Tuesday, September 08, 2009

Why the U.S. needs a Value Added Tax

A few months ago I mentioned the possibility of a Value Added Tax (VAT) being created in the U.S. to help increase Federal revenue. It looks like the issue is getting more attention, according to this new article on Reuters.com by Christopher Swann. In the article Swann suggests that a VAT could pay for health care reform, and provide enough revenue to lower tax rates across the board. Check out the text of the article below.

Swelling deficits and an aging population leave few palatable options when it comes to taxes. The best choice by far would be the creation of a new value added tax — a “money machine” that can bring in huge sums with relatively little effort. America is alone among rich nations in not charging a VAT, and its continued unwillingness to do so will make it harder to cope with the fiscal challenges ahead.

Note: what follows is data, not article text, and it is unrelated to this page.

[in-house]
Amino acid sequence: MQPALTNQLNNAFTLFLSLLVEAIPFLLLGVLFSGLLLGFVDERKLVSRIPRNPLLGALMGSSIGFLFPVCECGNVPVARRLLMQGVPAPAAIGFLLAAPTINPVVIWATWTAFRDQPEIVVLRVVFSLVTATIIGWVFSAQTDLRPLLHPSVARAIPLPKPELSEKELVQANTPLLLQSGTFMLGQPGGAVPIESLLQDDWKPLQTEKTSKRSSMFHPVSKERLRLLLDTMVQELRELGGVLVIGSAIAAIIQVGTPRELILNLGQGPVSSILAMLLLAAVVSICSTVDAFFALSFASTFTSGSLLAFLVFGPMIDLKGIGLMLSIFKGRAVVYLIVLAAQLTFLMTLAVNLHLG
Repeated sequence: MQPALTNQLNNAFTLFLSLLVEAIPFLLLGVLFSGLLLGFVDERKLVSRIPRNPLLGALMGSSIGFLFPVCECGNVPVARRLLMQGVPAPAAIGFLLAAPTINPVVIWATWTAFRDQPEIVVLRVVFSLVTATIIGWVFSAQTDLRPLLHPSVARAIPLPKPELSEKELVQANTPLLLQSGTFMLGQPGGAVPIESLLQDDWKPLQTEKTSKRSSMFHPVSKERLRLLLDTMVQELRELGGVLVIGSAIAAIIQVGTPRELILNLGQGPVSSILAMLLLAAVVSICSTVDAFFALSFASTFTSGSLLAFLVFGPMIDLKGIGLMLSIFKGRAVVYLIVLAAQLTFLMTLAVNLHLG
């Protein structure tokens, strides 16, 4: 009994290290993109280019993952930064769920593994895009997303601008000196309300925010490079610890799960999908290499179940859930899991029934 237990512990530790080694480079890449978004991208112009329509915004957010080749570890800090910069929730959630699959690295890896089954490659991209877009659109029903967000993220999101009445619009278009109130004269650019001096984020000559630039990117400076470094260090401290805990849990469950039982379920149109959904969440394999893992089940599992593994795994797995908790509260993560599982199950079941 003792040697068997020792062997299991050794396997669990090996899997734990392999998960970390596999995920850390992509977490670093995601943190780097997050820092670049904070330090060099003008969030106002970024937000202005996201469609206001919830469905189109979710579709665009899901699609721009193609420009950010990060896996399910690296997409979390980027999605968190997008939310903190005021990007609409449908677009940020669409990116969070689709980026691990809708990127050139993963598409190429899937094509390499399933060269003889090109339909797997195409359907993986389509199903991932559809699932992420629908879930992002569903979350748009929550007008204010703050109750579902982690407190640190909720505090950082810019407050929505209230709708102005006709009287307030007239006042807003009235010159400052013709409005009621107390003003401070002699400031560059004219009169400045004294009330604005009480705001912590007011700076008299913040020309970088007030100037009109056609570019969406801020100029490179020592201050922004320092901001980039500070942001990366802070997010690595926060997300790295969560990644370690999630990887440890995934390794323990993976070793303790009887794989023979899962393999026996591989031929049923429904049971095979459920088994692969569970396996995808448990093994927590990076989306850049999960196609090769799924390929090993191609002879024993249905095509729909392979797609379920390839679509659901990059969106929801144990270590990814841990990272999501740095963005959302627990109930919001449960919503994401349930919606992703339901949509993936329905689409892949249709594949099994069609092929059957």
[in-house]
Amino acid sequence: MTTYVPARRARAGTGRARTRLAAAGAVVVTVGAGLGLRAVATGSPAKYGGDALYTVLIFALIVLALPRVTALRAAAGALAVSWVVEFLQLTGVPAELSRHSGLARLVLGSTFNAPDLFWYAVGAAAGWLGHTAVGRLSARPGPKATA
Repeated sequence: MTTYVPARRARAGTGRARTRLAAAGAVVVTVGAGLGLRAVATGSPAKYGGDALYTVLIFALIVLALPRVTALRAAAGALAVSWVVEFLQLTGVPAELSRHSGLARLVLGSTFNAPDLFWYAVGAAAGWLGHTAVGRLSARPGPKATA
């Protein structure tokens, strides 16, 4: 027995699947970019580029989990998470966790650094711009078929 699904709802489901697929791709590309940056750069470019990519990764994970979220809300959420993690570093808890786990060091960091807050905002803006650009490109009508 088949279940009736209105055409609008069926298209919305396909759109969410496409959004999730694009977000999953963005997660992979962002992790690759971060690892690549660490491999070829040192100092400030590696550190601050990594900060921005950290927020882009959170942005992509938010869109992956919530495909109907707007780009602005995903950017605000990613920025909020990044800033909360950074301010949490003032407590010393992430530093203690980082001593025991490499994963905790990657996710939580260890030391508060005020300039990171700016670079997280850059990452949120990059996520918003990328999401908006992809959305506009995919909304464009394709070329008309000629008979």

Giving birth to a new tax will certainly not be an easy sell. The stunning 1980 reelection defeat of Al Ullman, the powerful chairman of the House Ways and Means Committee who had advocated a VAT, is still a warning to American politicians.

The timing of a new tax on consumption may also seem suspect. Aren’t we supposed to be getting Americans back into the malls?

VAT, however, is worth the risk. It could yield enough money to pay for healthcare reform, as well as a meaty cut in income tax and a reduction in the deficit. It could also be done without destroying Obama or the Democrats.

Unlike taxing the rich — which has emerged as a favorite strategy of many Democrats — a VAT is extremely easy to collect. This is partly because it is gathered from each producer in a chain.

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